Several things are clear from Brown's response. First, he really doesn't like me very much! He and I had gotten off to a regrettably bad start when I first communicated with him, and he sort of went ballistic as soon as my name came up. He described me as an "arch antiCreationist" who refuses to debate him fairly (giving "flimsy excuses"). He claimed that he had pointed out errors in my criticisms, but that I was just on a "fishing expedition" to find chinks in his armor. He claimed that I go public with my criticisms without giving him the opportunity to respond in front of the same audience. He even got nasty with the creationist who had dared to cite my critique of Brown's work (the review moderator then chastised Brown for his disrespect to the creationist panelist).

I find all of this amusing, and won't go into detail about his angry comments here. I will note that I don't see myself this way. I don't remember that he has ever communicated any serious errors in my work to me. The only "public" criticism I have made of him (that I can recall) is in this Amazon review. If he wants to present his side of the story, I'll gladly delete half of my review to make space for him to do that.

It's gratifying to me that several of the creationist panelists raised the same points that I made in my review. The lack of calculations to back up his assertions was noted. Brown was asked for details of the computer modeling that allegedly supports his claims. In all of these cases, Brown kept insisting that his critics reread his book, even though the desired information isn't in there. Perhaps he sincerely doesn't understand what we are asking for. He repeated what he said to me: that no one but himself could understand his mathematical work and computer code, so it would be pointless to give this material to outside reviewers. He was defensive and resentful at being asked to justify his claims (beyond simply proclaiming that things would happen in a certain way).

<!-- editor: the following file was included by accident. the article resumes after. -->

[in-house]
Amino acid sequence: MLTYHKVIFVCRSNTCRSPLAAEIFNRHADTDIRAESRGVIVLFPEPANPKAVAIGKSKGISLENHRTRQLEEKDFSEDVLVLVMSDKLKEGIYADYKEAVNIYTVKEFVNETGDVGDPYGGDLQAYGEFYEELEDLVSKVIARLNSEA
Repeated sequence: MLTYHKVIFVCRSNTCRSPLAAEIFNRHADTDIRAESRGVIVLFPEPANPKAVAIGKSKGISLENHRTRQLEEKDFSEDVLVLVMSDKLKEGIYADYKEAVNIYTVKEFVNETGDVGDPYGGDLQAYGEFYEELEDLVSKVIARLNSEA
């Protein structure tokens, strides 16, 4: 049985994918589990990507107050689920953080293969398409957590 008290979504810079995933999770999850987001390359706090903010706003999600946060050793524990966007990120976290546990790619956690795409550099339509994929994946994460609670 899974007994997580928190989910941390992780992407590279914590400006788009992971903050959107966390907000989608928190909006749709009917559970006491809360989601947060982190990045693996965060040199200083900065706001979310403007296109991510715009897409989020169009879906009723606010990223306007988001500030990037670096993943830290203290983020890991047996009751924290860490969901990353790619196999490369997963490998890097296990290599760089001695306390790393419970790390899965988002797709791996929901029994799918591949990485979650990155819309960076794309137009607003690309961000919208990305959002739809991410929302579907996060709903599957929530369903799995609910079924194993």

The most telling aspect of this exchange is its ending: Brown prematurely withdrew, partway through the review process. He was the only participant to do so (another author wanted to participate, but could not because of a health problem). As I've noted, I wasn't part of this process, so I don't know the full story. At first, I wondered whether Dr. Brown had dropped out because of illness or personal issues. But the comments in the INJP writeup make it clear to me that there were no ameliorating circumstances. Walt Brown just decided he'd had enough.